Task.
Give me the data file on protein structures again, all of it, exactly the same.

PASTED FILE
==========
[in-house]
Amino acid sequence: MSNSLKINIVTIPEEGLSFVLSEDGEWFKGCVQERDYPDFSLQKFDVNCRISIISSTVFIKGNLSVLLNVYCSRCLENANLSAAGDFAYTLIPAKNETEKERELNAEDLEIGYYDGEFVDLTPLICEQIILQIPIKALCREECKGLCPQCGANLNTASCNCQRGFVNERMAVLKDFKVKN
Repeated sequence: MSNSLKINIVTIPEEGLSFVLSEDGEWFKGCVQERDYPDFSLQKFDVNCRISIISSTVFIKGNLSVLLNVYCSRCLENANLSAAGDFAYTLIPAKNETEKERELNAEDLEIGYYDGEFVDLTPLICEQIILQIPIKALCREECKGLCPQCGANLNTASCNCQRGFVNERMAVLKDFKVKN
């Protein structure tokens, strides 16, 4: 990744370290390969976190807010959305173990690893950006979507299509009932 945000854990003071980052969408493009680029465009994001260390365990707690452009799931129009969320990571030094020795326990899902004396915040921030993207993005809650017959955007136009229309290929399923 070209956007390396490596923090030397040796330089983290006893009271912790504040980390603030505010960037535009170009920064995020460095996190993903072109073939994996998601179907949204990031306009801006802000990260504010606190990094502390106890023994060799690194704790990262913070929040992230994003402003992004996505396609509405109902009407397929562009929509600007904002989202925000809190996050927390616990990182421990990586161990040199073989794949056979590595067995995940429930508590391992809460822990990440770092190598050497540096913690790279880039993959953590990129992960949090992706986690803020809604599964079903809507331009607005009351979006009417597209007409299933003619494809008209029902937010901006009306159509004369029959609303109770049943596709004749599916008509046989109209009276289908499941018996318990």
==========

[in-house]
Amino acid sequence: MSNSLKINIVTIPEEGLSFVLSEDGEWFKGCVQERDYPDFSLQKFDVNCRISIISSTVFIKGNLSVLLNVYCSRCLENANLSAAGDFAYTLIPAKNETEKERELNAEDLEIGYYDGEFVDLTPLICEQIILQIPIKALCREECKGLCPQCGANLNTASCNCQRGFVNERMAVLKDFKVKN
Repeated sequence: MSNSLKINIVTIPEEGLSFVLSEDGEWFKGCVQERDYPDFSLQKFDVNCRISIISSTVFIKGNLSVLLNVYCSRCLENANLSAAGDFAYTLIPAKNETEKERELNAEDLEIGYYDGEFVDLTPLICEQIILQIPIKALCREECKGLCPQCGANLNTASCNCQRGFVNERMAVLKDFKVKN
């Protein structure tokens, strides 16, 4: 990744370290390969976190807010959305173990690893950006979507299509009932 945000854990003071980052969408493009680029465009994001260390365990707690452009799931129009969320990571030094020795326990899902004396915040921030993207993005809650017959955007136009229309290929399923 070209956007390396490596923090030397040796330089983290006893009271912790504040980390603030505010960037535009170009920064995020460095996190993903072109073939994996998601179907949204990031306009801006802000990260504010606190990094502390106890023994060799690194704790990262913070929040992230994003402003992004996505396609509405109902009407397929562009929509600007904002989202925000809190996050927390616990990182421990990586161990040199073989794949056979590595067995995940429930508590391992809460822990990440770092190598050497540096913690790279880039993959953590990129992960949090992706986690803020809604599964079903809507331009607005009351979006009417597209007409299933003619494809008209029902937010901006009306159509004369029959609303109770049943596709004749599916008509046989109209009276289908499941018996318990």